tions (enumerated by Delorme, p. xiii f.) come from the 
Intentio and the Verba, not from the rest of the tales. Further, 
Ubertino quotes the Intentio from beginning to end, indi- 
cating where he makes omissions, and at the end says Hucusque 
uerba sancti Leonis : it is difficult not to suppose that he, 
writing in 1305, knew the Intentio as a detached piece, one 
of Leo's Rolls. 

The composition and contents of the Verba present a 
more difficult problem. It seems to me a sort of Appendix 
to the Intentio, and to consist of a fixed nucleus ( 1-2, 4-5), 
to which other pieces were added by Leo himself or by later 
transcribers. The form found in Isid 1/73 which adds Sp. 
S 52, 79, 85, is obviously later than Leo's death, but that 
cannot be said of the form used by Clareno and printed 
by Lemmens. 

Most of the single paragraphs of Per A G D and E were 
penned by Leo, both according to Fr. Delorme's view and 
that advocated in these pages. Where we differ is that Fr. 
Delorme regards them as all strung together by Leo himself, 

56 



Plate III. 




Church of San Francisco, Pisa. 

St. Francis and six scenes from his L,egend. 
Attributed to Ugolino di Tedice (c. 1270-80). 



ST. FRANCIS 



Bernard of Quintavalle, Such a Roll or uolumen might very 
well have been standing on the bookshelf side by side with the 
rest of Leo's ' dossier ' in the Library of the Sacro Convento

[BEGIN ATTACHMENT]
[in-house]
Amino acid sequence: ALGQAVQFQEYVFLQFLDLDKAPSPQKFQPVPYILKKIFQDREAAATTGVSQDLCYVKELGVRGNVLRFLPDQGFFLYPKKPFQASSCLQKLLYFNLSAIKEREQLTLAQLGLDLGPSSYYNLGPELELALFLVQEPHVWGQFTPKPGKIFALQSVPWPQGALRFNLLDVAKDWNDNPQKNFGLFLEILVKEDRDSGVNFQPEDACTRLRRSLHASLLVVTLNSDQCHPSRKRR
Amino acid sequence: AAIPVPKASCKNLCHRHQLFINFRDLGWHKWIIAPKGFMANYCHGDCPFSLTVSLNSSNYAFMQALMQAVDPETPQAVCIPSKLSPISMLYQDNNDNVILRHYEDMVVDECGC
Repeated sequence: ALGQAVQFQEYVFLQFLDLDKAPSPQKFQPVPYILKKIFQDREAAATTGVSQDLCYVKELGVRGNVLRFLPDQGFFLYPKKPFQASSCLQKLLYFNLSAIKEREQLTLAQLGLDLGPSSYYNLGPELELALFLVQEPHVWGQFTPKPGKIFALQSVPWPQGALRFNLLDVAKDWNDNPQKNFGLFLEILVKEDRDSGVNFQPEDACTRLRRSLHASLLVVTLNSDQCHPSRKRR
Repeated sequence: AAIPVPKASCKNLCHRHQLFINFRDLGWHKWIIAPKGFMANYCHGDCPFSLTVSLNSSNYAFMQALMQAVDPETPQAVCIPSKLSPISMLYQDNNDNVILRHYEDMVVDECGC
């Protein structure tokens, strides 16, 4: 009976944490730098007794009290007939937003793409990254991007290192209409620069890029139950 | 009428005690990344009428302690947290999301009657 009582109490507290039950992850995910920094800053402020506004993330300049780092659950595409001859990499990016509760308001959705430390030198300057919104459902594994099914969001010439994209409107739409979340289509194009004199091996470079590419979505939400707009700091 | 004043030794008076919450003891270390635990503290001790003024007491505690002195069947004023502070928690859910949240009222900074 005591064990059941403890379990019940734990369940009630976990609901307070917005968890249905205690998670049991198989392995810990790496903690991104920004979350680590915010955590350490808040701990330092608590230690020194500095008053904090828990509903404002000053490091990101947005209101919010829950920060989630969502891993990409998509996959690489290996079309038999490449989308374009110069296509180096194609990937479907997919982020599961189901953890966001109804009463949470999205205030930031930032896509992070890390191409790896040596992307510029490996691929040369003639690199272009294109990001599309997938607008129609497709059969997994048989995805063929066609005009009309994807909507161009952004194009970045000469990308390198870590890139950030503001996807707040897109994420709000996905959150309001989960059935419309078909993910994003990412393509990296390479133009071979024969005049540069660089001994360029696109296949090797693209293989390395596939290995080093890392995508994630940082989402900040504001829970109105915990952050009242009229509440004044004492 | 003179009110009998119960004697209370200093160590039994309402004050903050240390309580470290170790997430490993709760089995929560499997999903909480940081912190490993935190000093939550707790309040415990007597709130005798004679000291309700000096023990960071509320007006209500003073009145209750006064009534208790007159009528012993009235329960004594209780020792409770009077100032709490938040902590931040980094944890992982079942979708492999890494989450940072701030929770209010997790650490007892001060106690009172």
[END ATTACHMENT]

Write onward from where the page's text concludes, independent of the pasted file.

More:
when the compiler of the Perugia Legend was working there 
at his collecton of Franciscan Bulls. 

It should be noted that Fr. Delorme in his Legenda 
Antiqua S. Francisci (Paris, 1926), p. xviii, continues to treat 
the Intentio and the Verba as mere extracts from the longer 
" Old Legend." I still agree with Fr. Lemmens that they 
are earlier independent works, which have been incorporated 
into the Perugia collection. My chief reason is the witness 
of Ubertino and of Angelo Clareno. These champions of 
the Zelanti appeal to what may be called the " Speculum- 
literature " and name Leo as the author, but all their quota- 
tions (enumerated by Delorme, p. xiii f.) come from the 
Intentio and the Verba, not from the rest of the tales. Further, 
Ubertino quotes the Intentio from beginning to end, indi- 
cating where he makes omissions, and at the end says Hucusque 
uerba sancti Leonis : it is difficult not to suppose that he, 
writing in 1305, knew the Intentio as a detached piece, one 
of Leo's Rolls. 

The composition and contents of the Verba present a